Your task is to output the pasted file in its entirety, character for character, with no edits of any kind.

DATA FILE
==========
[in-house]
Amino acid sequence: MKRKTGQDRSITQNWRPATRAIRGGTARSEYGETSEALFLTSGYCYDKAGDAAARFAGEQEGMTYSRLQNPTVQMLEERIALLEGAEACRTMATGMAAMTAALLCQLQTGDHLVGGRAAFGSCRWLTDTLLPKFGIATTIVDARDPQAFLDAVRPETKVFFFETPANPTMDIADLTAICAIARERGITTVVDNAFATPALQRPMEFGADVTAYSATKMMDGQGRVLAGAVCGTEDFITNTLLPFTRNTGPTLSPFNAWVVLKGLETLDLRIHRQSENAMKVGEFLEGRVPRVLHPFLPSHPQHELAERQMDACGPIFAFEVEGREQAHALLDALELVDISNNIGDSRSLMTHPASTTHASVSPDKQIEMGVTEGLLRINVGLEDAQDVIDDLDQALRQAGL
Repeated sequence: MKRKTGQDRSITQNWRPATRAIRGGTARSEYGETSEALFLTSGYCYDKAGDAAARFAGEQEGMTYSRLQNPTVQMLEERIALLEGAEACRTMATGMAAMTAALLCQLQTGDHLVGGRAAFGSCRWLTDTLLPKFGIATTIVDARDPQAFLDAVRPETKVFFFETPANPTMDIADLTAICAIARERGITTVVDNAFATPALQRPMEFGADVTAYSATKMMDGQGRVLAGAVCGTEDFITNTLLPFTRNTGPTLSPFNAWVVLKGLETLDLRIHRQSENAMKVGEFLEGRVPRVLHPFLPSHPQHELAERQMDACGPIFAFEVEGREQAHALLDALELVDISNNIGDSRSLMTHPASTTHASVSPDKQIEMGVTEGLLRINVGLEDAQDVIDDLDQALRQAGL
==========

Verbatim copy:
[in-house]
Amino acid sequence: MKRKTGQDRSITQNWRPATRAIRGGTARSEYGETSEALFLTSGYCYDKAGDAAARFAGEQEGMTYSRLQNPTVQMLEERIALLEGAEACRTMATGMAAMTAALLCQLQTGDHLVGGRAAFGSCRWLTDTLLPKFGIATTIVDARDPQAFLDAVRPETKVFFFETPANPTMDIADLTAICAIARERGITTVVDNAFATPALQRPMEFGADVTAYSATKMMDGQGRVLAGAVCGTEDFITNTLLPFTRNTGPTLSPFNAWVVLKGLETLDLRIHRQSENAMKVGEFLEGRVPRVLHPFLPSHPQHELAERQMDACGPIFAFEVEGREQAHALLDALELVDISNNIGDSRSLMTHPASTTHASVSPDKQIEMGVTEGLLRINVGLEDAQDVIDDLDQALRQAGL
Repeated sequence: MKRKTGQDRSITQNWRPATRAIRGGTARSEYGETSEALFLTSGYCYDKAGDAAARFAGEQEGMTYSRLQNPTVQMLEERIALLEGAEACRTMATGMAAMTAALLCQLQTGDHLVGGRAAFGSCRWLTDTLLPKFGIATTIVDARDPQAFLDAVRPETKVFFFETPANPTMDIADLTAICAIARERGITTVVDNAFATPALQRPMEFGADVTAYSATKMMDGQGRVLAGAVCGTEDFITNTLLPFTRNTGPTLSPFNAWVVLKGLETLDLRIHRQSENAMKVGEFLEGRVPRVLHPFLPSHPQHELAERQMDACGPIFAFEVEGREQAHALLDALELVDISNNIGDSRSLMTHPASTTHASVSPDKQIEMGVTEGLLRINVGLEDAQDVIDDLDQALRQAGL